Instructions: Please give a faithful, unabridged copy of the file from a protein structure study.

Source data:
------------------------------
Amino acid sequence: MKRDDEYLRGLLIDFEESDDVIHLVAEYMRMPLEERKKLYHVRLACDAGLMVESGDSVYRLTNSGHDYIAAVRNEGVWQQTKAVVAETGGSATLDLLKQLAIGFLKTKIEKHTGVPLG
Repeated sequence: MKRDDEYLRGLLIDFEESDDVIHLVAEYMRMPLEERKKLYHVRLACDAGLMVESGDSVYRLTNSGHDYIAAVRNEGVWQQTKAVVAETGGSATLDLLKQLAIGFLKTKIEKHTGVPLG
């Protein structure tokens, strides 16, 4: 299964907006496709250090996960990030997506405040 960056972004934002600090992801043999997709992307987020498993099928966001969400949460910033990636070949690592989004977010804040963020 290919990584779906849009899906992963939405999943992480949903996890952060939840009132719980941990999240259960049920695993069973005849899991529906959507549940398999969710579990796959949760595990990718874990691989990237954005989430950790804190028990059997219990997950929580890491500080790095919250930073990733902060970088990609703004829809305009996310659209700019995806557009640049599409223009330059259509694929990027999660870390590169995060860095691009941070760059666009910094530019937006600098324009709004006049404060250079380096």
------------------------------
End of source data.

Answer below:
Amino acid sequence: MKRDDEYLRGLLIDFEESDDVIHLVAEYMRMPLEERKKLYHVRLACDAGLMVESGDSVYRLTNSGHDYIAAVRNEGVWQQTKAVVAETGGSATLDLLKQLAIGFLKTKIEKHTGVPLG
Repeated sequence: MKRDDEYLRGLLIDFEESDDVIHLVAEYMRMPLEERKKLYHVRLACDAGLMVESGDSVYRLTNSGHDYIAAVRNEGVWQQTKAVVAETGGSATLDLLKQLAIGFLKTKIEKHTGVPLG
């Protein structure tokens, strides 16, 4: 299964907006496709250090996960990030997506405040 960056972004934002600090992801043999997709992307987020498993099928966001969400949460910033990636070949690592989004977010804040963020 290919990584779906849009899906992963939405999943992480949903996890952060939840009132719980941990999240259960049920695993069973005849899991529906959507549940398999969710579990796959949760595990990718874990691989990237954005989430950790804190028990059997219990997950929580890491500080790095919250930073990733902060970088990609703004829809305009996310659209700019995806557009640049599409223009330059259509694929990027999660870390590169995060860095691009941070760059666009910094530019937006600098324009709004006049404060250079380096």